Shares tumble as Fed scares investors

The Australian sharemarket and dollar have been smashed as part of a global rout, after investors were spooked by the US Federal Reserve's clearest signal yet of a possible end to its multitrillion-dollar stimulus program.

The Australian sharemarket and dollar have been smashed as part of a global rout, after investors were spooked by the US Federal Reserve's clearest signal yet of a possible end to its multitrillion-dollar stimulus program.

As Fed chairman Ben Bernanke outlined the road map for a potential pull-back if the US economy improved as expected, an immediate sell-off was triggered on Wall Street, with the Dow Jones and the S&P 500 plunging by 1.4 per cent overnight on Wednesday in New York.

The US dollar soared against other currencies. The Australian dollar shed US2.5¢ in an initial decline that saw it hit a 33-month-low of US92.62¢. It was trading at a fresh low of US92.10¢ late on Thursday.

The sea of red was a sign of things to come. Global financial markets, anxious about whether the US economy could get back on its feet without the Fed's support, plunged at the start of trade. "People have been throwing out the baby with the bathwater," RBS Morgans senior trader Luke McElwaine said, adding investors were acting "without logic".

Locally, the benchmark S&P/ASX 200 was battered, recording its biggest one-day loss in more than a year. It fell 103 points, or 2.1 per cent, to 4758.4. The broader All Ordinaries slipped 97.9 points, or 2 per cent, to 4743.9.

Japan's Nikkei fell 1.7 per cent, and Chinese markets - hit by data showing growth in its manufacturing sector had hit its slowest pace in nine months - dropped by more than 2.5 per cent.

"If the sell-off is based off Bernanke's comments, then we've definitely overreacted and there's a bounce coming," Mr McElwaine said. "The problem is, is this sell-off suggesting that our economy is much weaker than we think?".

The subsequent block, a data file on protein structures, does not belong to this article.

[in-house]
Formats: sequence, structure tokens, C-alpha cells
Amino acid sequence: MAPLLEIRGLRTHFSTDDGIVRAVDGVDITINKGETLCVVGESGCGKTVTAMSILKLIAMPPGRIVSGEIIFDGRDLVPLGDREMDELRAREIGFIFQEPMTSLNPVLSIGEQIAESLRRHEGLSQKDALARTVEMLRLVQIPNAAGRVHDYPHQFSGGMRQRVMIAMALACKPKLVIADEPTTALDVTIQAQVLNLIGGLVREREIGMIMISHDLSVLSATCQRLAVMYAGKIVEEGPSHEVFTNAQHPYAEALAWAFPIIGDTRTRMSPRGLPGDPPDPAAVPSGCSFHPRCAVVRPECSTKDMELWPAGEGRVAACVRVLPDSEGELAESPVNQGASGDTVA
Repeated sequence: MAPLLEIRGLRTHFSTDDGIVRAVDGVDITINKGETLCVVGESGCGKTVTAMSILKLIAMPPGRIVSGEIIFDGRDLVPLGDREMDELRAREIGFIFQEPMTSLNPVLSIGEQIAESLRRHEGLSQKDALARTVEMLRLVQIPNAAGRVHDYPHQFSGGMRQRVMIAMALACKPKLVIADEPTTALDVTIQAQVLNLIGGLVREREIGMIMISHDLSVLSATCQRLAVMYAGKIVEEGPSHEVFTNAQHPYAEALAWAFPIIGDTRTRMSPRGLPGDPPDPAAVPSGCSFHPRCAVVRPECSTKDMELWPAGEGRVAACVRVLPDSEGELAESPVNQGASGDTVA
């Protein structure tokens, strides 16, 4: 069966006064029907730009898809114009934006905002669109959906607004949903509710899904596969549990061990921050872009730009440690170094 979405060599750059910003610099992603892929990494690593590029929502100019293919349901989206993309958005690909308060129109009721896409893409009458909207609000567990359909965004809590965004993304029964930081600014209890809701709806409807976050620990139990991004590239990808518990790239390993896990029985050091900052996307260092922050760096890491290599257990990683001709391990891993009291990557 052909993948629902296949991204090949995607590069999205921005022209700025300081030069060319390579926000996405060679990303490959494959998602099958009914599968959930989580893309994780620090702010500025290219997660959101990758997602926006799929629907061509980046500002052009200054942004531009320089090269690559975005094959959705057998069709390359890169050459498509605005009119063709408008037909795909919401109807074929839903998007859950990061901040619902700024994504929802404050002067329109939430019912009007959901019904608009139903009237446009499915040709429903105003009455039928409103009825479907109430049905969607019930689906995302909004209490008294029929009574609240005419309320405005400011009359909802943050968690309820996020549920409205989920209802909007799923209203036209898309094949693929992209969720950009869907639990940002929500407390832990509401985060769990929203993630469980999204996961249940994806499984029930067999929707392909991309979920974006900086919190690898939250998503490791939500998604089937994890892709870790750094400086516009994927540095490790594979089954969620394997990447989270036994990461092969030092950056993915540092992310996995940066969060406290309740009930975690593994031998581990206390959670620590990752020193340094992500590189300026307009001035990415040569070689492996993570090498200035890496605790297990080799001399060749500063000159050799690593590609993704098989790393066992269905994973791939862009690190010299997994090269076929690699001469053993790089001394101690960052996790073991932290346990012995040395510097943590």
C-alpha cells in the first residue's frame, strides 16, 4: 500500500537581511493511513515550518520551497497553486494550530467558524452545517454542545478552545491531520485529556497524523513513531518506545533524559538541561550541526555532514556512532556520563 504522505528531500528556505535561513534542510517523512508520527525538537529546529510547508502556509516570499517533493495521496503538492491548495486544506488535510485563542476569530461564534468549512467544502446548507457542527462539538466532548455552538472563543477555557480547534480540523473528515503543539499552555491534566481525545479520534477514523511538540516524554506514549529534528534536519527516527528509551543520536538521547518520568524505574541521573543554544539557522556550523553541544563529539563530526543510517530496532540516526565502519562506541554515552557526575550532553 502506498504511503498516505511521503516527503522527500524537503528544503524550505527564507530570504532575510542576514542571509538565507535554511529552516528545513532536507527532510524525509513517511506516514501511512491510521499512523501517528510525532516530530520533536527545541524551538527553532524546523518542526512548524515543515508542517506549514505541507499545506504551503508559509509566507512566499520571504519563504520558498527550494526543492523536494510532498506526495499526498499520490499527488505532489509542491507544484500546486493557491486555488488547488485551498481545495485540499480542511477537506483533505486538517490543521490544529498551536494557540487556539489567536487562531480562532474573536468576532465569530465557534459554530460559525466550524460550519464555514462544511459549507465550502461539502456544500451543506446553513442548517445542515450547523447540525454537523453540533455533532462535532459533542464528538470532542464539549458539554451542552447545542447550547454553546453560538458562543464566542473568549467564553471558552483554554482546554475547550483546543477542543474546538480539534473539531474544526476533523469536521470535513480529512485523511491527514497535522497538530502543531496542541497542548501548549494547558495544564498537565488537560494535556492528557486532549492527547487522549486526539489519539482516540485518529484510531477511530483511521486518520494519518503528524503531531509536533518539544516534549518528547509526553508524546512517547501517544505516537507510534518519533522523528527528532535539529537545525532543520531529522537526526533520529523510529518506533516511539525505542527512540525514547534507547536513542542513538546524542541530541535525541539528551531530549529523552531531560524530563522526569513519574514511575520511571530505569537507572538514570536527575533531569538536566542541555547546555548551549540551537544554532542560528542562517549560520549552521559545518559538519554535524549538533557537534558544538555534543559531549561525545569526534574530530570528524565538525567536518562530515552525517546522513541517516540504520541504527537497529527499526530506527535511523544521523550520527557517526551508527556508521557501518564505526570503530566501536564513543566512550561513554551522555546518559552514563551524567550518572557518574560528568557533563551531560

BHP Billiton fell 2.6 per cent to $32.15. Rival Rio Tinto finished 3.3 per cent lower at $52.60. Fortescue Metals plunged 6.6 per cent to $3.15 after the miner said it would not reach its 2013 production target.

Banks were also hit heavily. Westpac fared the worst, dropping 3.7 per cent to $28.16. ANZ closed 2.5 per cent lower and CBA slipped 3.1 per cent, while NAB shed 2.8 per cent. New Newscorp bucked the downward trend, surging 15 per cent to $16.75 in its second day of trade on the ASX. The new entity, which comprises the newspaper and publishing side of the business, began trading on Wednesday at $15.

"It's been given a very strong balance sheet and that's one of the key distinctive differentiators from its competition," BBY analyst Mark McDonnell said.

Westpac chief currency strategist Robert Rennie said the sharp decline in equities across the world was not surprising, given the trillions of dollars that has been pumped into the US economy since the Fed started its quantitative easing programs.

"If we go back to mid-2008, the Fed's balance sheet was about $US0.8 trillion - very stable," he said. "The Fed's balance sheet at the moment is $US3.4 trillion.

"For the US Federal Reserve to have gone out and bought essentially $US2.6 trillion of securities from mid-2008 to mid-2013 - that is a phenomenal injection of capital into financial markets. That is what has caused this sudden shock."

FXCM chief currency strategist John Kicklighter said the Australian currency was losing its appeal as investors moved away from riskier assets and back into the US dollar and US Treasury bonds.

"People are going to take that move away from the Australian dollar and exacerbate it," he said.

"People are seeing equities starting to pull back, commodities are starting to pull back and the high-yielding currencies [such as the Australian dollar] fall."

Despite the dramatic declines on the local sharemarket on Thursday, Mr Rennie said the reaction was a "normal knee-jerk contagion reaction" to the US fall. "My guess would be it won't be very long before the benefits of the fall in the currency [are seen] and the fact that this is going to make Australian financial assets more attractive for foreign investors, because they're 10 per cent cheaper than they were six weeks ago," he said.

What the Fed chairman said “[We expect] it would be appropriate to moderate the monthly pace of purchases [quantitative easing] later this year... ”

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